My husband and I would like to see you come through on your “superior customer service” promise and start working with us on the sale of this home, rather than playing by your rules all the time. We still want to buy our new house, but are asking for some flexibility in the timing. You’ve already got $45,000 of ours, which you keep whether we buy this house or not. If we decide to forgo it and pull out of the contract, not only do you keep our deposit, but you can also sell the house for the market value, which we expect is above the amount in our contract. We understand that pushing the closing back helps us, but it certainly doesn’t hurt you like it will us if you push us to close early. There is one thing that Ryan Homes/NVR Mortgage/ NVR Inc. is good at, and that’s sucking the fun and happiness out of building a new home. At a time when my family should be ecstatic about moving into a brand new house, we are nothing but stressed and depressed about what owning this new house means. You’ve done a great job of pressuring us to the point where we can’t even get excited anymore. Thanks.


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PlanetFeedback Comments are subject to strict terms and conditions. We reserve the right to deny site membership privileges to any individuals acting inappropriately.

Did anyone bother to tell you that the entire Stephen's Landing
development was built on a floodplane? I wonder if the people that
live there now know either? Several realtors in the Winchester area
said that they were amazed that Ryan homes was able to get a building
permit for that area due to flooding. The only revealed that to me
when I went to the table for the final loan paperwork which had the
payment at double what I clearly told them I could afford.

I went to contract back in August of 05 for my townhome at Stephens
Landing only to have NVR be completely incapable of finding the proper
financing. It was apparent that I was not going to get the financing
back when NVR gave me a settlement date in Feb. with no loan in place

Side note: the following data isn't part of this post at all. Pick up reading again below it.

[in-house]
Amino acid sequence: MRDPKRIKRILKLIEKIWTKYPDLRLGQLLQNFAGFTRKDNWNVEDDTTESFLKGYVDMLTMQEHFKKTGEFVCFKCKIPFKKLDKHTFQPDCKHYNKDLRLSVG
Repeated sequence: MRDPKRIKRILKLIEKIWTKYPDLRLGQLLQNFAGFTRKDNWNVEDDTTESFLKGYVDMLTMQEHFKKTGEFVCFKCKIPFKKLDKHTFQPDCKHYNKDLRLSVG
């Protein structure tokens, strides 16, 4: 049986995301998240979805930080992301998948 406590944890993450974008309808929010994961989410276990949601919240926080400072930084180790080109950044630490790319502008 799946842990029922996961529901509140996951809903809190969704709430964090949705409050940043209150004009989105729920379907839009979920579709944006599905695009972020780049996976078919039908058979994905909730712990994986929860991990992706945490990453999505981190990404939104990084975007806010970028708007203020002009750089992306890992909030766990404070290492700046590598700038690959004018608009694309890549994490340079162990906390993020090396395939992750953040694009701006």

but I stuck it out and as of today they finally informed me that the
contract will have to be terminated and my deposit money will not be
refunded when I acted "in good faith" (as it says in the contract) to
secure financing and do everything they asked.

I also find it interesting that back in August my hosue went for $330k
and they are now selling them for $279k. The Ryan salesperson also
told me back in August that "everytime we sell one, we raise the price
5K." (BTW- Have you noticed that nobody works for Ryan Homes over the
age of 25?)I wondered how my house would appraise at the value
indicated in the contract. In a way I'm glad that I'm not getting the
house and my first home buying experience has been a crash course in
what not to do. I've learned a lot and I know I will never deal with
Ryan Homes again.

I'm sure the local newspapers in the Winchester, Martinsburg, and
Stephens City areas would love to do a story on how bad one of these
big home contractors is conducting business after all the "city folk"
that are moving out here.


Good Luck. I happen to be in a ryan home too. I used the guarantee
buy program which is Ryan's name for the addendum that requires them
to buy your home if it is not sold b/4 you go to closing. If i was
you i'd consider closing on the new home and then selling it as
quickly as possible. the commission might be something that the
agent on your existing house would work w/ you on. You may well make
a little something turning the new house and then u could start
shopping all over, and on the downside you should get out w/o losing
45k. Also as i said i'm in new Ryan home and i wouldn't wish the
nightmares i've gone through on anyone. The quality is so pathetic
and absolutely incompetent follow-up repair service. Get out now b/4
you have to deal w/ their repair people, unless you know spanish and
are pro illegal imigrants.


I truely sympathize with your posting. Your only mistake, if you made
one, it seems to me is that you believed wht the Ryan representatives
told you. It is truely a shame if you must hire an attorney just to
have someone tell you the whole truth.

I just bought a house in the same area and it was a very stressfull
experience for me too. I have moved 4 times and bought and sold 3
family homes. So I consider myself "experienced" in this area for a
family man not emplyed in the industry. I did have to forfeight a
deposit also but it was not much money. I pitty the people who made
postings saying "you got what you deserve" or you were "playing with
fire". That is not very helpful at all. Most of us normal people
infrequently buy and sell homes. In the area where I was raised south
of Pittsburgh Pa in my 12 school years only one of my friends ever
moved to a new house. Most all of the families I knew bought only 1
home in a lifetime. They were too busy living their lives to consider

I wish I could say I have found many people you can trust in the home
buying field but I have not. I guess othes think it is naive to
believe what people tell you. If you don't know their lying to you
or just trying to get you to "sign on the line" then you are
considered naive. I guess I am naive too. I expect people to tell
the truth.


I am so very sorry to hear that you are going through this. We are